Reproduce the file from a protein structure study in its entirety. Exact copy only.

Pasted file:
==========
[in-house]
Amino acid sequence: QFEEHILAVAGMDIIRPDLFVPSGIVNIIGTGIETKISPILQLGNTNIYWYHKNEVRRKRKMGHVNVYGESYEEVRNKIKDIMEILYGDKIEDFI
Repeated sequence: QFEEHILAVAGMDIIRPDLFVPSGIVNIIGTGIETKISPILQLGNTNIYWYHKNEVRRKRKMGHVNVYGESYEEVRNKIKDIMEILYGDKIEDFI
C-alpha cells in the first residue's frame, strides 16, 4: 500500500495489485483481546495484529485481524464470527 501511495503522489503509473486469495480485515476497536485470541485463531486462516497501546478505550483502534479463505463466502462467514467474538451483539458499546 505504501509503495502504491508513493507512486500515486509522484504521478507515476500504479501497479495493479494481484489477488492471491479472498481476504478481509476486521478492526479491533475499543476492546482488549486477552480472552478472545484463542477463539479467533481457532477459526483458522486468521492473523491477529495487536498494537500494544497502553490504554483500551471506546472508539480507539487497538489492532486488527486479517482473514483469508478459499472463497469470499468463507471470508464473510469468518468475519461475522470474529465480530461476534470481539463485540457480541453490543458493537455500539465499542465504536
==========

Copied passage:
[in-house]
Amino acid sequence: QFEEHILAVAGMDIIRPDLFVPSGIVNIIGTGIETKISPILQLGNTNIYWYHKNEVRRKRKMGHVNVYGESYEEVRNKIKDIMEILYGDKIEDFI
Repeated sequence: QFEEHILAVAGMDIIRPDLFVPSGIVNIIGTGIETKISPILQLGNTNIYWYHKNEVRRKRKMGHVNVYGESYEEVRNKIKDIMEILYGDKIEDFI
C-alpha cells in the first residue's frame, strides 16, 4: 500500500495489485483481546495484529485481524464470527 501511495503522489503509473486469495480485515476497536485470541485463531486462516497501546478505550483502534479463505463466502462467514467474538451483539458499546 505504501509503495502504491508513493507512486500515486509522484504521478507515476500504479501497479495493479494481484489477488492471491479472498481476504478481509476486521478492526479491533475499543476492546482488549486477552480472552478472545484463542477463539479467533481457532477459526483458522486468521492473523491477529495487536498494537500494544497502553490504554483500551471506546472508539480507539487497538489492532486488527486479517482473514483469508478459499472463497469470499468463507471470508464473510469468518468475519461475522470474529465480530461476534470481539463485540457480541453490543458493537455500539465499542465504536